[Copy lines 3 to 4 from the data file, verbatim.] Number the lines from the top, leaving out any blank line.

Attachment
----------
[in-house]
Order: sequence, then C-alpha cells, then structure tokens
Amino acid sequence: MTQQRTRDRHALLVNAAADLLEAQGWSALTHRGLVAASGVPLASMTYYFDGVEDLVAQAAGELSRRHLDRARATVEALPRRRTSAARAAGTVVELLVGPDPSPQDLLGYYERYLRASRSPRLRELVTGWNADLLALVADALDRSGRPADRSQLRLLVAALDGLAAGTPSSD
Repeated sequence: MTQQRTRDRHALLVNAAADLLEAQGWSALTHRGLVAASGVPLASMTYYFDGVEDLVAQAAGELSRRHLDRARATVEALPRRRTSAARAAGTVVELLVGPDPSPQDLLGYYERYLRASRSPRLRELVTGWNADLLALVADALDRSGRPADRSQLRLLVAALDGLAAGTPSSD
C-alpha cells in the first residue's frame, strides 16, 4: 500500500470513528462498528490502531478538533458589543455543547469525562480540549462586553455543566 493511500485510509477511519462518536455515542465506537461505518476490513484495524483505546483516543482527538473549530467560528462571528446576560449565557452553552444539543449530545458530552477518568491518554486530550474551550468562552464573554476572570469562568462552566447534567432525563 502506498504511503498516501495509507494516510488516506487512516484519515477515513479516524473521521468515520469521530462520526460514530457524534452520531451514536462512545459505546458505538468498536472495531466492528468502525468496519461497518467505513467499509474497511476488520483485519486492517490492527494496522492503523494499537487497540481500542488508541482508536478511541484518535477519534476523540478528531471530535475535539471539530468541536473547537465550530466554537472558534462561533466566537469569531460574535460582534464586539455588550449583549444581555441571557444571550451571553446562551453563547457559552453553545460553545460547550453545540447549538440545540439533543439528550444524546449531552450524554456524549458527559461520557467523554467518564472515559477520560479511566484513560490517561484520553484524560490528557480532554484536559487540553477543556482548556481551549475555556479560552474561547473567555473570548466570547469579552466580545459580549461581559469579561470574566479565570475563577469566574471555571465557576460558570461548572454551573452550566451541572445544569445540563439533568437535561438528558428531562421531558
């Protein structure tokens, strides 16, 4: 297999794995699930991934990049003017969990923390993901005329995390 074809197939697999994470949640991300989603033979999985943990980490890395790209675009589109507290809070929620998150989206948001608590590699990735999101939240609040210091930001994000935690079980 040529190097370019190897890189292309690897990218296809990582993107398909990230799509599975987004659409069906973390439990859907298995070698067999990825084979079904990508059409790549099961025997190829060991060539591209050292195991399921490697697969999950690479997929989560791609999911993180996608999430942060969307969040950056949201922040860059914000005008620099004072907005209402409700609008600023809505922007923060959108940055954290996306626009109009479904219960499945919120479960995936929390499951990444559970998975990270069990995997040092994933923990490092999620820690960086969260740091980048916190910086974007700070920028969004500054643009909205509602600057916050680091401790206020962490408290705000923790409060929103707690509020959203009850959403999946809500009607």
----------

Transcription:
Amino acid sequence: MTQQRTRDRHALLVNAAADLLEAQGWSALTHRGLVAASGVPLASMTYYFDGVEDLVAQAAGELSRRHLDRARATVEALPRRRTSAARAAGTVVELLVGPDPSPQDLLGYYERYLRASRSPRLRELVTGWNADLLALVADALDRSGRPADRSQLRLLVAALDGLAAGTPSSD
Repeated sequence: MTQQRTRDRHALLVNAAADLLEAQGWSALTHRGLVAASGVPLASMTYYFDGVEDLVAQAAGELSRRHLDRARATVEALPRRRTSAARAAGTVVELLVGPDPSPQDLLGYYERYLRASRSPRLRELVTGWNADLLALVADALDRSGRPADRSQLRLLVAALDGLAAGTPSSD